So I thought about how some things could be experimented with... and the programmer in me realized that this is no different than load testing an application. When you do that, you don't run it a few times and see what happens. You run it a LOT of times and get the average results.
So I decided to create a simulator.
In the first scene of "The Coming Dark", the players are set upon by a large group of skeletons. But how many is enough? At what point does the encounter go from being a cake walk to a crushing defeat?
So I wrote a program to simulate 50,000 combats between two groups: the five pre-generated characters that are included in the Dungeons and Dragons 5th Edition Starter Kit versus an indeterminate amount of skeletons. How many skeletons does it take before the players are likely to be on the losing end of the battle?
The small little program I wrote takes a few considerations:
- All the attacks are basic attacks. Every class uses its preferred melee attack except the rogue (which uses his shortbow) and the wizard (which uses the cantrip ray of frost).
- The noble fighter and cleric are the "preferred" enemies of the attacking skeletons. These are the front line defenders, and likely the ones that stand between the skeleton and the wizards. Only when they both fall is the rest of the party at risk.
- No high end magic of any kind. Needless to say this would quickly sway the encounter in the player's favor.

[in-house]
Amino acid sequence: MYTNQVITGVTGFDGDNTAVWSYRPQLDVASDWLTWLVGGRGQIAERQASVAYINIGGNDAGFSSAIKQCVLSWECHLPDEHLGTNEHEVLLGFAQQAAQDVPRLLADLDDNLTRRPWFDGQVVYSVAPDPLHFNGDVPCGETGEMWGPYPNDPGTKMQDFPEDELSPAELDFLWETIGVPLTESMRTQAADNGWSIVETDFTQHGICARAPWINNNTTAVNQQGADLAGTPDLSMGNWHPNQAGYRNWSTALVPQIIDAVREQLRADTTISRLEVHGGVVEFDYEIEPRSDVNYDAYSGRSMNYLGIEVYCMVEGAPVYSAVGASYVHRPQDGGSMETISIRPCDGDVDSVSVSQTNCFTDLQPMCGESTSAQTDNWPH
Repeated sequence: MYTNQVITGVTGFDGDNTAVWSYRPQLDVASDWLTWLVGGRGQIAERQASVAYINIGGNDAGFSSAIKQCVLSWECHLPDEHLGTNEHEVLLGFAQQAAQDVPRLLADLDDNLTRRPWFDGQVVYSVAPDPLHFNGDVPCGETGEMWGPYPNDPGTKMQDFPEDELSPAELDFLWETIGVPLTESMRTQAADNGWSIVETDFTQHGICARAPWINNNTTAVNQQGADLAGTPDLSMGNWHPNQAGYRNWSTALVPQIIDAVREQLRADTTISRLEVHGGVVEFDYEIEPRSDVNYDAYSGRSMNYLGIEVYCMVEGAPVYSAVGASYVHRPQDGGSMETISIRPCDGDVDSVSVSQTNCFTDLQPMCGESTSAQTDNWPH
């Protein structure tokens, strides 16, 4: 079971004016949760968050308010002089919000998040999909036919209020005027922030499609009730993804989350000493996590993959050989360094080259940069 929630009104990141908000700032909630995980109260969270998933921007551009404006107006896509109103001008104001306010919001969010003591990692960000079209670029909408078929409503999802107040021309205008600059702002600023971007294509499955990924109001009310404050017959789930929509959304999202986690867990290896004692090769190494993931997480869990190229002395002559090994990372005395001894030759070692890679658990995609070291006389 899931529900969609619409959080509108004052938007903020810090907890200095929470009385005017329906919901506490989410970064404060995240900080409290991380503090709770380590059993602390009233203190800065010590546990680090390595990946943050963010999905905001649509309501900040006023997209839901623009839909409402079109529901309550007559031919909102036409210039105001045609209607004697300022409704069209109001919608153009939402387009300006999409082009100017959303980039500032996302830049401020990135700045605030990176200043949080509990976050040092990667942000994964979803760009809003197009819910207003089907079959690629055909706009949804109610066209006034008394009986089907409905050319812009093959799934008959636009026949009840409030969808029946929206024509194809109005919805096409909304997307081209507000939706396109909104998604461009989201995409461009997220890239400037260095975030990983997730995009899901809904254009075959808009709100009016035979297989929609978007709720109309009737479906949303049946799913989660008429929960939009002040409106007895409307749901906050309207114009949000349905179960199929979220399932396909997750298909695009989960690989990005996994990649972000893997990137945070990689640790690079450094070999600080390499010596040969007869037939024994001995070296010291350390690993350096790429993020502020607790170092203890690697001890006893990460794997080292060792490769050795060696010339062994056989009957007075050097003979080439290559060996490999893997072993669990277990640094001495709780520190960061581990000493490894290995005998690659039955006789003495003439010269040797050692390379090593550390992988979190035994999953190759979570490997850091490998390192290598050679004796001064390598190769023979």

- No healing. No action surge, no cleric healing, no potions, etc... again, this is something the players have that the skeleton's don't. This also means that the players will not use any limited resources during the combat.
- No one gets advantage or disadvantage on any roll. For that reason, the rogue never deals additional sneak attack damage.
- A natural 20 deals double the normal damage. I know this isn't precise, but it's easier to code.
- All the damage is rolled; no averages are used.
- The skeletons have an AC of 12 and 6 hit points each. They have a shortsword as a weapon, which gives them a +3 to the attack roll and deals 1d6+1 damage on a hit.
- The PCs are the five defined in the starter kit: Noble Fighter (greatsword), Folk Hero Fighter (bow), Cleric (morningstar), Rogue (shortbow), and Wizard (ray of frost).
- Since he deals bludgeoning damage and the skeletons are vulnerable to it, the cleric deals an additional die of damage on a hit. Again, not precise... but easier to code.
I ran 50,000 iterations of each combat, adjusting the number of skeletons from 6 to 12. The simulations yielded the following.
|# of Skeletons||PC Wins||PC Losses|
So, in a nutshell, the 11th skeleton is quite the badass. Players could more or less handle ten of them, but when that 11th one steps in things go to crap pretty quickly.
So what did we learn from this exercise?
- It's very possible for PCs to trash a modest amount of low end minions without having to fire their big guns.
- The above doesn't use healing at all, which means that even if the PCs get dinged about a bit they are still able to recover. PCs can win an encounter with 8 skeletons over 80% of the time and immediately go into the next encounter.
- Dailies, spells, healing potions and other consumables - things that the monsters generally don't have - tip the scales considerably in favor of the PCs.